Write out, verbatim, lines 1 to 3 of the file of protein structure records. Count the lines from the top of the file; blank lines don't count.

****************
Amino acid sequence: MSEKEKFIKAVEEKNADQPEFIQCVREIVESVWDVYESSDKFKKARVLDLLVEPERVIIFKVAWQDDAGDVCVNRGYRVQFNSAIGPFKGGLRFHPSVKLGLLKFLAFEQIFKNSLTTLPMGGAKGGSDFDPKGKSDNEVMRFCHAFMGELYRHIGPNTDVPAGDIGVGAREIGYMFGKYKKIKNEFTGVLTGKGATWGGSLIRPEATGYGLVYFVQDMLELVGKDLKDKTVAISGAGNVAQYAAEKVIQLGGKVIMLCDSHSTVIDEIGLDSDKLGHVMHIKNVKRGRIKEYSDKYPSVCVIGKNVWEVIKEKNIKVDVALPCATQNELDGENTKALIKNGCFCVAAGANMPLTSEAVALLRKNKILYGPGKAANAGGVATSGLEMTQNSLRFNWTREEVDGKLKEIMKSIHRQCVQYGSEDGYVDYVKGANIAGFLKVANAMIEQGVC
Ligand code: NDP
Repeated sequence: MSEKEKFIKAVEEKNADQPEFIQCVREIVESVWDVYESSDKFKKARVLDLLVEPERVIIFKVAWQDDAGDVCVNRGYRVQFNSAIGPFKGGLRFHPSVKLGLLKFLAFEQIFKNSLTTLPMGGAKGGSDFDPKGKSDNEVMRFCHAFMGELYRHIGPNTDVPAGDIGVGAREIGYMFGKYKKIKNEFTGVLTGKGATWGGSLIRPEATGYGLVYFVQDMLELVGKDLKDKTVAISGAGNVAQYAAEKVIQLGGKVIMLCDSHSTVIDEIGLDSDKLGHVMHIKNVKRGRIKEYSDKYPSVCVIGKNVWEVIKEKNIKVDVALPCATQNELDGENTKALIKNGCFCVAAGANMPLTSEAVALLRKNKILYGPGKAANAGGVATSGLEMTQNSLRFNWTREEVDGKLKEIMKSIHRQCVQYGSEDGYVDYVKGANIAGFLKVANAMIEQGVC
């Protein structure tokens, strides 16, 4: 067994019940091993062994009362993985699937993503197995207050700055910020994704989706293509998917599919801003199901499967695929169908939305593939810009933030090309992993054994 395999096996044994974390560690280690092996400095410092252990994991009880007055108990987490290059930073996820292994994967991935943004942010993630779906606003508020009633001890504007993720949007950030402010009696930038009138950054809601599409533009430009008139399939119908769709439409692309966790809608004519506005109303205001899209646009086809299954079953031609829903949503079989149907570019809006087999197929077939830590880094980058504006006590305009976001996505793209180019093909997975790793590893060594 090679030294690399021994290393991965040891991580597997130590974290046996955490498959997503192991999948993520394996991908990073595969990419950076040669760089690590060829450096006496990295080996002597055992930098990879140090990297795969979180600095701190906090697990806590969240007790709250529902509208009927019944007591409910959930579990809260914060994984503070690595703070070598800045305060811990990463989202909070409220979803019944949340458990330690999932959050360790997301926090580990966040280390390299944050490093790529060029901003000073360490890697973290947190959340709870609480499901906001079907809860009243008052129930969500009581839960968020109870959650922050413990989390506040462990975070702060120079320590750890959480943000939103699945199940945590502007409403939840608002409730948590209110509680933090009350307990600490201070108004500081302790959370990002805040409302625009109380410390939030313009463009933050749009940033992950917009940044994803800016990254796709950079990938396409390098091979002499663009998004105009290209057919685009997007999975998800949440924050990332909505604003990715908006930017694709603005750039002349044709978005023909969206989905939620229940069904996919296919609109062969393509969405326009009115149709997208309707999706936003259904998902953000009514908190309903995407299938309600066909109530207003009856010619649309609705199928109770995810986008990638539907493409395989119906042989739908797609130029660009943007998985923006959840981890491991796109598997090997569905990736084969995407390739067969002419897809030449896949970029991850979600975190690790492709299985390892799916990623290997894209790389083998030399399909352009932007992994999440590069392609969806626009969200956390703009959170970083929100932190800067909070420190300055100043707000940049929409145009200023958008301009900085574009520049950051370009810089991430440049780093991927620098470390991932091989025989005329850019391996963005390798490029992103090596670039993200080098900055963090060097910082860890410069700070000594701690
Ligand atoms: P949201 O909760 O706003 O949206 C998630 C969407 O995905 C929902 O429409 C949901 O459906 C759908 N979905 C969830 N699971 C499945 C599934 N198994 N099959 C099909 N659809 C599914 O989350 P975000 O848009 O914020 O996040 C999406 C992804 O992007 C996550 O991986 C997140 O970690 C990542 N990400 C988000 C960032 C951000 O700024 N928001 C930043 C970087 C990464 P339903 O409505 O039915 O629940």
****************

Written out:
Amino acid sequence: MSEKEKFIKAVEEKNADQPEFIQCVREIVESVWDVYESSDKFKKARVLDLLVEPERVIIFKVAWQDDAGDVCVNRGYRVQFNSAIGPFKGGLRFHPSVKLGLLKFLAFEQIFKNSLTTLPMGGAKGGSDFDPKGKSDNEVMRFCHAFMGELYRHIGPNTDVPAGDIGVGAREIGYMFGKYKKIKNEFTGVLTGKGATWGGSLIRPEATGYGLVYFVQDMLELVGKDLKDKTVAISGAGNVAQYAAEKVIQLGGKVIMLCDSHSTVIDEIGLDSDKLGHVMHIKNVKRGRIKEYSDKYPSVCVIGKNVWEVIKEKNIKVDVALPCATQNELDGENTKALIKNGCFCVAAGANMPLTSEAVALLRKNKILYGPGKAANAGGVATSGLEMTQNSLRFNWTREEVDGKLKEIMKSIHRQCVQYGSEDGYVDYVKGANIAGFLKVANAMIEQGVC
Ligand code: NDP
Repeated sequence: MSEKEKFIKAVEEKNADQPEFIQCVREIVESVWDVYESSDKFKKARVLDLLVEPERVIIFKVAWQDDAGDVCVNRGYRVQFNSAIGPFKGGLRFHPSVKLGLLKFLAFEQIFKNSLTTLPMGGAKGGSDFDPKGKSDNEVMRFCHAFMGELYRHIGPNTDVPAGDIGVGAREIGYMFGKYKKIKNEFTGVLTGKGATWGGSLIRPEATGYGLVYFVQDMLELVGKDLKDKTVAISGAGNVAQYAAEKVIQLGGKVIMLCDSHSTVIDEIGLDSDKLGHVMHIKNVKRGRIKEYSDKYPSVCVIGKNVWEVIKEKNIKVDVALPCATQNELDGENTKALIKNGCFCVAAGANMPLTSEAVALLRKNKILYGPGKAANAGGVATSGLEMTQNSLRFNWTREEVDGKLKEIMKSIHRQCVQYGSEDGYVDYVKGANIAGFLKVANAMIEQGVC